Interesting to read an article by PhD candidate Galen Watts, Pioneering sociologist foresaw our current chaos 100 years ago in The Conversation. Reminded me of what I once posted about Durkheim here: Understanding the Nature of Religion and the Religious. And that reminded me of something I read years back by Ghassan Hage in his book, Against Paranoid Nationalism: Searching for Hope in a Shrinking Society — in my own words…
As for the suicide terrorism bit, it enabled me to see how personal despair, humiliation, hopelessness, — and end of real life on an individual level — is so unbearable that some prefer to swap their physical existence for a symbolic existence.
The key theme in the Galen Watts’ article is surely related:
A famous example of a social fact is found in Durkheim’s study, Suicide. In this book, Durkheim argues that the suicide rate of a country is not random, but rather reflects the degree of social cohesion within that society. He famously compares the suicide rate in Protestant and Catholic countries, concluding that the suicide rate in Protestant countries is higher because Protestantism encourages rugged individualism, while Catholicism fosters a form of collectivism.
What was so innovative about this theory is that it challenged long-standing assumptions about individual pathologies, which viewed these as mere byproducts of individual psychology. Adapting this theory to the contemporary era, we can say, according to Durkheim, the rate of suicide or mental illness in modern societies cannot be explained by merely appealing to individual psychology, but must also take into account macro conditions such as a society’s culture and institutions.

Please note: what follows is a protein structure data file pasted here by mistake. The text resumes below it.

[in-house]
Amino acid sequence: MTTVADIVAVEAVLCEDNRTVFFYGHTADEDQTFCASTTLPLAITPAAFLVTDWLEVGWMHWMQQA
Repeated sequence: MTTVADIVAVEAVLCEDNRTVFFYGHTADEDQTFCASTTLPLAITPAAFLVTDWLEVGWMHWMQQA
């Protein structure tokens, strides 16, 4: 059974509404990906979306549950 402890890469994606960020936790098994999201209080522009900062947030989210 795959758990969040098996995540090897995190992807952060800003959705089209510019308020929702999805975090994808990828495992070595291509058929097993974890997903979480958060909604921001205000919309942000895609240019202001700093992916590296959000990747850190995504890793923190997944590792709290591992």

In other words, if more and more people feel disconnected and alienated from each other, this reveals something crucial about the nature of society.
That “rugged individualism” idea surely has a down side.
Then there was Clark McCauley and Sophia Moskalenko bringing together many studies on terrorists and the process of radicalization in Friction, and I collated various posts on that book at How Radicalization Happens to Them and Us. One factor they point to is the need for belonging but also for status, recognition. Return again to the “symbolic life” preference to the real one spoken of by Hage.
If there is anything to Durkheim’s analysis, I suppose we have to see the prevalence of mass shootings in the U.S. as all part and parcel of whatever is also driving people to extremist groups such as the white nationalists, sovereign citizens, and so forth. And the erosion of civility? Intolerance for and even pushback against “political correctness”? Presumably facets of the same.
Australia is not so badly off as what we read is happening in the United States, thankfully.
But we’re not in a good place right now. But you knew that already.
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2 thoughts on “Guns, Violence and Durkheim”
You might find this psychiatrist’s blog post relevant